"I think there are very finite goals that we can set and say 'Yes, we have achieved success on this issue,'" Stewart said, drawing a distinction between larger political issues and those that are of direct importance to students.

"Faculty diversity is something long term that we always have to keep an eye on," she said. "But that will probably not be one of the immediate goals of this leadership."

Rawlins said she was disappointed but expressed hope in the student body's choice of Stewart and Cohen.

"It's obvious that they have a different agenda than I have, but I do wish them luck in serving students," she said.

"I feel like we've been very strong on student services in the past. I'm happy to see that they'll be continuing with that."

Yet Rawlins tempered her comments with a call for the activism she has supported in the council to advance simultaneously the twin goals of social advocacy and student services.

"I feel very strongly that an activist council is not at odds with a council that's concerned with student services," Rawlins said. "We can do both, and do both well, and we have."

Stewart's immediate goals include providing vans for student group transportation, making more funds available to groups from the alumni endowment and finding office space for student groups.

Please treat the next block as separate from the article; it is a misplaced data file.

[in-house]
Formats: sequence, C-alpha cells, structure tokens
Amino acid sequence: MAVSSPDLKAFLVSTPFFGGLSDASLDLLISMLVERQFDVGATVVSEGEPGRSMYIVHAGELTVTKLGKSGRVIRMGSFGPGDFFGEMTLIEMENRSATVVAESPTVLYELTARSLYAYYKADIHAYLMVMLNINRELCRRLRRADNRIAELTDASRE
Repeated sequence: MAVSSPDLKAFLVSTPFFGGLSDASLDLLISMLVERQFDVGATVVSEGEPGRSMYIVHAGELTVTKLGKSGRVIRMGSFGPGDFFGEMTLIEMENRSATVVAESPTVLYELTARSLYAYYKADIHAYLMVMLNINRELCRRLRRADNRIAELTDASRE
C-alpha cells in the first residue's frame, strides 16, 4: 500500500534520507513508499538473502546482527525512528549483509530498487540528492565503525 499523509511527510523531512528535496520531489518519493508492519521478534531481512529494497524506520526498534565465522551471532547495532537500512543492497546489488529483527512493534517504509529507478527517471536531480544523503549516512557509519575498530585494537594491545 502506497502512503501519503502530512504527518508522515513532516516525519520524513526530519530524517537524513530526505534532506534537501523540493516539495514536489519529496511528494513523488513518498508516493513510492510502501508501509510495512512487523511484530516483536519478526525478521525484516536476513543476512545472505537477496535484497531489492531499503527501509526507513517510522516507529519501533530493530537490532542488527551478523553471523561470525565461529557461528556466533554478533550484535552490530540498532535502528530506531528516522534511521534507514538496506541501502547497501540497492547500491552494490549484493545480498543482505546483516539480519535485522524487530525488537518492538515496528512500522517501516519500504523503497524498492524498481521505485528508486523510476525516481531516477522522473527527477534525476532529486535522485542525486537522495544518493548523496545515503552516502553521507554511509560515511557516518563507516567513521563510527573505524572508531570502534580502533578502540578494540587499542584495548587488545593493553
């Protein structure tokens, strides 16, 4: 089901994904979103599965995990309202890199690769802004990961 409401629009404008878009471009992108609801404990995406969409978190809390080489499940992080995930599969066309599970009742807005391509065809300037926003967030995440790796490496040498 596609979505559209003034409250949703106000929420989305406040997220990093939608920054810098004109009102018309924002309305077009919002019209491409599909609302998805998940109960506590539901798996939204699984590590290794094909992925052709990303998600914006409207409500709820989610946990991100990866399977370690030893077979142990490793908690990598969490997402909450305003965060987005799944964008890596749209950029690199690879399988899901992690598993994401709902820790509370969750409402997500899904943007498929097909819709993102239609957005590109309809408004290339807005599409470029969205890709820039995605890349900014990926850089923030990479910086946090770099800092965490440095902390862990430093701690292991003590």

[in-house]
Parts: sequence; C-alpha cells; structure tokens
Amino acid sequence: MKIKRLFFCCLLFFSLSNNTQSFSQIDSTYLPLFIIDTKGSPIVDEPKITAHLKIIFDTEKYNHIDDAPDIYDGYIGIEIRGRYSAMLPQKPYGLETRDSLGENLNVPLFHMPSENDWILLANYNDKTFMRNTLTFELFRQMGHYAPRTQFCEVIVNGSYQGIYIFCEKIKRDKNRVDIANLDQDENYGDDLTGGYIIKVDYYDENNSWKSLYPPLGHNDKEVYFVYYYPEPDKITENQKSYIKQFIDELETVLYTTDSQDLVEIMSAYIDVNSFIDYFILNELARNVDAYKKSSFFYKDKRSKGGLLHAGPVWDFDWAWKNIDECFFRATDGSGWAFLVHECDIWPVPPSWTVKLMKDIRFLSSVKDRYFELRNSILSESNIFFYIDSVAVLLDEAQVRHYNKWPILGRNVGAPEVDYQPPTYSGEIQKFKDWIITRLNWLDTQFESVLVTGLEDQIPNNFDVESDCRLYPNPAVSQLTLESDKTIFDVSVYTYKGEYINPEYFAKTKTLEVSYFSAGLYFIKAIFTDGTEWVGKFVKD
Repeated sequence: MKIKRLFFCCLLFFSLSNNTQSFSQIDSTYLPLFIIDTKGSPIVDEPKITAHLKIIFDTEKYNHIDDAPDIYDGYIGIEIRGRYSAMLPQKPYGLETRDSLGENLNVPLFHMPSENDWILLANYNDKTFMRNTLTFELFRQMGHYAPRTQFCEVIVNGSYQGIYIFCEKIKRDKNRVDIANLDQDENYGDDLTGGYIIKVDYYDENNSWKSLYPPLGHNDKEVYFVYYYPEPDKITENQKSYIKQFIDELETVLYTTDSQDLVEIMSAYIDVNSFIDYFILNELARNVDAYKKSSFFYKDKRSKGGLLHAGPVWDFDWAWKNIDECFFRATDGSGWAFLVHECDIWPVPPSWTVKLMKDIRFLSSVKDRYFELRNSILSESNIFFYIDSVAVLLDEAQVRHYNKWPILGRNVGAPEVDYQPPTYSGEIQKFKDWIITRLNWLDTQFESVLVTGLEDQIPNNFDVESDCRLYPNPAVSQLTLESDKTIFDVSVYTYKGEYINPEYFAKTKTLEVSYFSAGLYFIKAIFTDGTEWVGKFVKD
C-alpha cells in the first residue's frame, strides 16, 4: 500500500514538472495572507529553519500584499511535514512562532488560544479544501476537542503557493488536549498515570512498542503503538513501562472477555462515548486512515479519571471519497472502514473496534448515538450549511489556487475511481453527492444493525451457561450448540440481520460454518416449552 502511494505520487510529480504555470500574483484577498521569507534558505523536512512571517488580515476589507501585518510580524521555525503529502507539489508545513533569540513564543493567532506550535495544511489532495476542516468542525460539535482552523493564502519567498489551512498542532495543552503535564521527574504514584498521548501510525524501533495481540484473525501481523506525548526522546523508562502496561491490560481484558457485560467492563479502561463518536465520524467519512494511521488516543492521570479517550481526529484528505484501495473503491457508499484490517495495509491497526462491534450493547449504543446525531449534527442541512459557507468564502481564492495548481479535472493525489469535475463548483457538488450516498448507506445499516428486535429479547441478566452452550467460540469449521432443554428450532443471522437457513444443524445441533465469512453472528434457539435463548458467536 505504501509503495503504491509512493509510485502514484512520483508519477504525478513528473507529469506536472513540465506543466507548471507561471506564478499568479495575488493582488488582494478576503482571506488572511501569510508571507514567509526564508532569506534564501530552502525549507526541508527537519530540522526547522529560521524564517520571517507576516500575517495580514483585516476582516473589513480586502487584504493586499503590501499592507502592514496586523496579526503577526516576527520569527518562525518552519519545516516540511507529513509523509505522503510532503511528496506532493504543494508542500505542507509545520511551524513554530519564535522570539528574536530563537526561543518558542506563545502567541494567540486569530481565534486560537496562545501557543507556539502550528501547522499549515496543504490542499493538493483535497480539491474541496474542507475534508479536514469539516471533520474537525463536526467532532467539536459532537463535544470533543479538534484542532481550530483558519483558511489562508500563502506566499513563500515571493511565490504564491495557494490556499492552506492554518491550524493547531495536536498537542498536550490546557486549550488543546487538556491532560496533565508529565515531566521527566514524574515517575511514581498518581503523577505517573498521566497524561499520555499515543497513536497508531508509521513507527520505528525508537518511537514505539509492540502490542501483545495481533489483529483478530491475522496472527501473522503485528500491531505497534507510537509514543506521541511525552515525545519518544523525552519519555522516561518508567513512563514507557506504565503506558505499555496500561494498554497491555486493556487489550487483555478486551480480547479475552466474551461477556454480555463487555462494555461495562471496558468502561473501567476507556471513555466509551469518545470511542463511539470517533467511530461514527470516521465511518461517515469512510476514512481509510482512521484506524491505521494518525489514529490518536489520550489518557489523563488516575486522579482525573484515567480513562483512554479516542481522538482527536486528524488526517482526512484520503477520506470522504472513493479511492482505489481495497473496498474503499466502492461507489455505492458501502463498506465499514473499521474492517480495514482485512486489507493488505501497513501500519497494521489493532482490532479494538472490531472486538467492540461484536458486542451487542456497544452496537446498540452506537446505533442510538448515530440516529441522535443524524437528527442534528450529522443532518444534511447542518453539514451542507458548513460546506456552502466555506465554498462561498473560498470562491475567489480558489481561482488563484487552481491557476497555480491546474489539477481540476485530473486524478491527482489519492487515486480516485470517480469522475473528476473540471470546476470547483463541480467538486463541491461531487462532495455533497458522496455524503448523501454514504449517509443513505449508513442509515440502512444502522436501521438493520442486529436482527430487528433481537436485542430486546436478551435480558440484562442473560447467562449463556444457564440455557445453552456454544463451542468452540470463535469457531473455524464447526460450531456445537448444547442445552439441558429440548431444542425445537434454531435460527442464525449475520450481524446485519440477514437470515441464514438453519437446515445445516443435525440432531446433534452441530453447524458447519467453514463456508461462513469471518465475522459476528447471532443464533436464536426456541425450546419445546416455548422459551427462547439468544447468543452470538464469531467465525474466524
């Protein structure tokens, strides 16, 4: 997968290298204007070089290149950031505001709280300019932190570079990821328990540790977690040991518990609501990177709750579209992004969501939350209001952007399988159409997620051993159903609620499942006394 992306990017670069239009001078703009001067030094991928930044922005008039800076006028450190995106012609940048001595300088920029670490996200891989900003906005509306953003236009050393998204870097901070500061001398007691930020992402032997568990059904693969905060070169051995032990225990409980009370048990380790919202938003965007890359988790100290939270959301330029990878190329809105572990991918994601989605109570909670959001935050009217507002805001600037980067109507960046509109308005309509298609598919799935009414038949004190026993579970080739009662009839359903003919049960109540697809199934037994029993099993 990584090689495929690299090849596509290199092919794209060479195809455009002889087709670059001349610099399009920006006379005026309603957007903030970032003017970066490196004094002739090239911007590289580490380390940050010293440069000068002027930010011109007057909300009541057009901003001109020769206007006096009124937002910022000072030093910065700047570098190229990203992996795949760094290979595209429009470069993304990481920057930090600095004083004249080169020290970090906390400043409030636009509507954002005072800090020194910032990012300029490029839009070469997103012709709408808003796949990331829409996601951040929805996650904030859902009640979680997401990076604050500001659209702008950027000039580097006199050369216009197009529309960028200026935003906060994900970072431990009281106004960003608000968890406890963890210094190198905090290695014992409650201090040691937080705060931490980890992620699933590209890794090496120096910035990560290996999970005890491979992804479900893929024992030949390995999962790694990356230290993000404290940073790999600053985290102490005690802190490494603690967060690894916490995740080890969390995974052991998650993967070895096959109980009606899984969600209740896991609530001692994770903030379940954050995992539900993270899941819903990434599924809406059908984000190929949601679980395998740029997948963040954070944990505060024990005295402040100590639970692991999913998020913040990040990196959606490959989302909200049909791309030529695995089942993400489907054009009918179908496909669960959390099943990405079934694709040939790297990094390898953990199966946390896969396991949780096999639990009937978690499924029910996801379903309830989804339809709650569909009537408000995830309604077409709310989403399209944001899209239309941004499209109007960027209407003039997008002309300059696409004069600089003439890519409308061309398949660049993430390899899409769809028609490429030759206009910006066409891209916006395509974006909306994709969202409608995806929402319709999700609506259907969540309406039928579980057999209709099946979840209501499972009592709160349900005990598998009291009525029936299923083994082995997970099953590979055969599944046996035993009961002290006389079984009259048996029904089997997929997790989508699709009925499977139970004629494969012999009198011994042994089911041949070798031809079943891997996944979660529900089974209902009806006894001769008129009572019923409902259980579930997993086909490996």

Stewart said groups wary of a conservative council president "have absolutely nothing to fear."

"My [political affiliation] is wholly irrelevant to the pursuit of student group goals," she said.

But Danganan said in an interview that Stewart will be hard-pressed to aid student groups without addressing the social-justice issues that concern them.

"Social advocacy is a key aspect of many students' lives here at the campus," he said.

Danganan said the narrowness of the race was due in part to organizational problems in his own postering campaign. He also said Stewart and Cohen ran a "very organized campaign" but that division within the progressive student community left him at a disadvantage.